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Our theme of productivity continues this week.  I think a key thing most of us overlook in this day and age is the acceptance of the need to constantly be moving and the need to be connected.  Before we get too far, I want to note that I think connection is incredibly important—as long as it is the right type of connection.  But it is not normal to constantly be on.  We are not meant to be alert and at attention 24/7/365.  We need downtime and we need internal connection, connection with nature, connection with people. We’ve lost the ability to separate time and the ability to focus on one thing at a time. We move too fast and try to do too many things at once thinking we need to accomplish everything or we need this constant state of busyness. We don’t know how to slow down and focus and savor and plan.  We lose track of what we are meant to do.  This nostalgic idea of going back to childhood when in reality it is trying to create safety.  I’m not sure if I truly ever was safe and I know that led to control issues—I digress.

 I notice this in my 9-5 the most.  I’ve mentioned before that my job covers multiple unrelated areas and I’ve also mentioned my struggle to navigate between them on a daily basis.  The brain isn’t meant to switch and pivot more than it’s in a state of focus.  Setting that as an expectation is a recipe for failure.  We are not machines and the fact that our computers, tablets, and phones are able to have multiple tabs open and shift with a click does not mean that we are able to do the same thing.  And honestly, all of that tech needs to shut down every now and then as well.  You give your phone a break, you charge it every night, if there are too many apps open you close them.  We have forgotten and willingly given up the fact that we are human for the sake of an extra hour of time behind a desk.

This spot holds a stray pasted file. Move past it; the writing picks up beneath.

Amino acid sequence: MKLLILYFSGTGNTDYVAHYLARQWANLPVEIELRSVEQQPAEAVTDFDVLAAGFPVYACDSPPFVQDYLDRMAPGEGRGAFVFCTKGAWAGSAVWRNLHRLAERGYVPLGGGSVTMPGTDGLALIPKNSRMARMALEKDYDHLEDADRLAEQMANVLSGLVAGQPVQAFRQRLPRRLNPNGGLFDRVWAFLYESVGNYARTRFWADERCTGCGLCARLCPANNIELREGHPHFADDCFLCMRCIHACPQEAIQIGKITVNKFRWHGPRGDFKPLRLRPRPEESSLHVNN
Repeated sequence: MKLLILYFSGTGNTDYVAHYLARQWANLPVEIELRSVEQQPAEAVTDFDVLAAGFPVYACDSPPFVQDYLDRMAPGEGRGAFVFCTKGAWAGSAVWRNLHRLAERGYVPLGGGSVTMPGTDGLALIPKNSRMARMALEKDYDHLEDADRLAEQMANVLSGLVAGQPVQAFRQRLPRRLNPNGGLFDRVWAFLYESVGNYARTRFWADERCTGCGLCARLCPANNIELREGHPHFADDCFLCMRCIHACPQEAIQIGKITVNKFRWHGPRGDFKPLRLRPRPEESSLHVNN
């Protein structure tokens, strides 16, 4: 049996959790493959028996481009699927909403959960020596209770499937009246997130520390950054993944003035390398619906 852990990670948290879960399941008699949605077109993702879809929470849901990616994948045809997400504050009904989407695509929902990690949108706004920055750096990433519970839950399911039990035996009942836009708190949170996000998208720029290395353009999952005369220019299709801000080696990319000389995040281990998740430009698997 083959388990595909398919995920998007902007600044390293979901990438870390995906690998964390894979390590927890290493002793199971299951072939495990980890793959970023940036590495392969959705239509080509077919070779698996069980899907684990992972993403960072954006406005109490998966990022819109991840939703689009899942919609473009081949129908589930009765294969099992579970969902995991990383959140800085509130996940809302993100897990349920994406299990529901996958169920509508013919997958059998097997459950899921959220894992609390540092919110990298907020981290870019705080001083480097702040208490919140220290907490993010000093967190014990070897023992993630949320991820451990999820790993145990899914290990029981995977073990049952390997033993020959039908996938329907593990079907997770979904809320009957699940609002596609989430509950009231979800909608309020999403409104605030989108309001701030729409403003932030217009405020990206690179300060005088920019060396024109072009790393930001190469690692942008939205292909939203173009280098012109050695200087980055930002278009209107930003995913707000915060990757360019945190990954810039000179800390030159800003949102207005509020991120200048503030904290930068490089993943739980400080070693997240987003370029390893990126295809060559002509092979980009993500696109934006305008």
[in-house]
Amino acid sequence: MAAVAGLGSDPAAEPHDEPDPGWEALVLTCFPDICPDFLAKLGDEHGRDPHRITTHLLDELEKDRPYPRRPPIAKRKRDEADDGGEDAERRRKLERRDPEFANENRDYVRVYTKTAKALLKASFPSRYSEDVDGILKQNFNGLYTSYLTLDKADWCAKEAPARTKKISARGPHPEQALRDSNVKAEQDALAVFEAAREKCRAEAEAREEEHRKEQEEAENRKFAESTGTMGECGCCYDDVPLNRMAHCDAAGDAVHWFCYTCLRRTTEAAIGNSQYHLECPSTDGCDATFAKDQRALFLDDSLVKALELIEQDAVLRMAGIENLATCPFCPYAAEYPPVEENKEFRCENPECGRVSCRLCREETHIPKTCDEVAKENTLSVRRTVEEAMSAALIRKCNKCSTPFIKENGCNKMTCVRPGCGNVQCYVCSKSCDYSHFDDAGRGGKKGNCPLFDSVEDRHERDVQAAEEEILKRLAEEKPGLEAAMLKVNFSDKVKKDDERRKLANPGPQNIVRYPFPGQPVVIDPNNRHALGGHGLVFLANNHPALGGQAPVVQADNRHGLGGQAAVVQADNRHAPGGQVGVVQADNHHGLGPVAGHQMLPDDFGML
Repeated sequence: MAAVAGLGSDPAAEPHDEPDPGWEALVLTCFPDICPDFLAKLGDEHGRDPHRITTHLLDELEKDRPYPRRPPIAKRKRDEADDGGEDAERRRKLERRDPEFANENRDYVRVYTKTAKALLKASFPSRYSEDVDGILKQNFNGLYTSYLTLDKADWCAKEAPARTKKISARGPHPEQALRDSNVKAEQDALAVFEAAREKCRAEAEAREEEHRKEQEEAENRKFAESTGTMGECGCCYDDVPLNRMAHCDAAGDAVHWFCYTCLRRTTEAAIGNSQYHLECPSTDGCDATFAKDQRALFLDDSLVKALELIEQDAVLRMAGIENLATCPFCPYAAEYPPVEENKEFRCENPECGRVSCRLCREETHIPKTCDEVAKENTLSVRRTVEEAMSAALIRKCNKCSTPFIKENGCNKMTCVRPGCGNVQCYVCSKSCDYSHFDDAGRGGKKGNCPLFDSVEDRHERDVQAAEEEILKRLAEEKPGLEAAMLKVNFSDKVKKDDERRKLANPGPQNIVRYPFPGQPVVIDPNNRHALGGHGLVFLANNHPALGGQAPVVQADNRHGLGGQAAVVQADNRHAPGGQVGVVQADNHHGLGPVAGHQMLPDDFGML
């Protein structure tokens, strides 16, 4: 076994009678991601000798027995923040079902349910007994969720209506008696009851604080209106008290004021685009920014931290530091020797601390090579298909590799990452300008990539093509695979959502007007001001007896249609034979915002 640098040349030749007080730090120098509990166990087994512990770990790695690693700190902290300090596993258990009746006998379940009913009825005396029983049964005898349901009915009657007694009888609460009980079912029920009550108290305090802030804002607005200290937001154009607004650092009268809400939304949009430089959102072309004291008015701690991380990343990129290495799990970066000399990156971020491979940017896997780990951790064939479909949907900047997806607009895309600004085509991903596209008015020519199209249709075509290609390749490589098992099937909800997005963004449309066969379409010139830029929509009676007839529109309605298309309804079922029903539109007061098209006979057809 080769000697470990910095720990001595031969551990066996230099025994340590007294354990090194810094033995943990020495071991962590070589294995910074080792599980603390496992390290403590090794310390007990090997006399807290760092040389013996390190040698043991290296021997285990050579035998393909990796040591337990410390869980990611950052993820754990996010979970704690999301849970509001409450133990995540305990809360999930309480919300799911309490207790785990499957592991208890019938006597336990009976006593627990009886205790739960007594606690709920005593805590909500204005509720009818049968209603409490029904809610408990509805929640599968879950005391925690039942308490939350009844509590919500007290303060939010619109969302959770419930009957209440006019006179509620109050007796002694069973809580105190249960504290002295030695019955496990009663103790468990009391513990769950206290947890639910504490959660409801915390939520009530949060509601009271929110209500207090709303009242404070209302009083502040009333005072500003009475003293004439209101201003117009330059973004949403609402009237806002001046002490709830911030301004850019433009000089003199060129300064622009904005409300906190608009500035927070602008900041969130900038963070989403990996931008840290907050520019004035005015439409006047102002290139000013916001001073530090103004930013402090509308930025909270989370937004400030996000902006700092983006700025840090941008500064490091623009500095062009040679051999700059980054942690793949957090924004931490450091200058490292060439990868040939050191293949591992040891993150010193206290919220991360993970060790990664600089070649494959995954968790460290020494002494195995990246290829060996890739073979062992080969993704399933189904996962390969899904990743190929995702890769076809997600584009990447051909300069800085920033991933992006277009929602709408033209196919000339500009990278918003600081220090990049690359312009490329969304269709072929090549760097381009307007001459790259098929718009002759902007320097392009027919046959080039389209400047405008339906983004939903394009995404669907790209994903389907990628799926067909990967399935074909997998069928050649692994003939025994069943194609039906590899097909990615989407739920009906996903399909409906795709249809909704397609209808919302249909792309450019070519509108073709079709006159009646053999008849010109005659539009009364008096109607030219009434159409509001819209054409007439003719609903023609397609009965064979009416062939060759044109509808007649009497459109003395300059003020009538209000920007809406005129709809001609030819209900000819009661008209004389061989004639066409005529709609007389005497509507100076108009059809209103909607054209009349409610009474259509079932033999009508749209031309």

I notice this in conversation with nearly everyone as well.  We can’t have a conversation about one thing or it’s at least very rare to be able to focus to long enough to get a point across.  We also have this expectation that people will automatically understand what we have to say and that we don’t need to explain anything.  I wrote about that earlier this week as well—I felt that struggle myself as I placed the expectation on my teams that they knew what I meant.  I felt the same expectation placed on me as well from my boss and coworkers.  There is so much pressure on us, both self-created, societal, peer to peer, and in relationships that we don’t even realize that we are placing our unmet needs on the shoulders of everyone around us. 

We do this distraction technique more often than not because there are often feelings we don’t want to acknowledge.  Even if we can’t place our fingers on it, chances are we are feeling something we don’t want to work through.  There is pain and anger and things we forget because we can’t keep it in our minds so we find any and every way to distract ourselves.  I’m guilty of that.  I mentioned in the first paragraph looking for safety.  I faced loss early in my life and my siblings being older than me meant they left me early.  School was easy but forming friendships was not.  I relied heavily on my parents and the times I remember feeling the best were with them.  I remember always being able to count on them.  They were my source and my friends and I was happy to be the same for them because they were constant.  Trying to numb the lack of security I feel now along with the latent feelings of loss as a child means doing things to keep me away from what I need to.

Finding safety means slowing down enough to do one meaningful thing at a time.  It means recognizing that we are safe enough to do one thing at a time and we don’t need to rush through anything.  Rushing through life won’t get us further from what already happened.  The only thing that can do is get us further from where we want to be.  Keep centered and trust you know what is best for you.  Set boundaries and limits and learn to disconnect from the constant connection and the expectation that you will always be available.  We do not owe anyone unlimited access to our energy and it is up to us to set that limit in spite of how quickly things move.  We are entitled to our space and to refill our cups as much and as often as necessary.  It’s only when our cups run over that we can sufficiently share with others without depleting ourselves.  Let’s create some new expectations and use our capacity for good.

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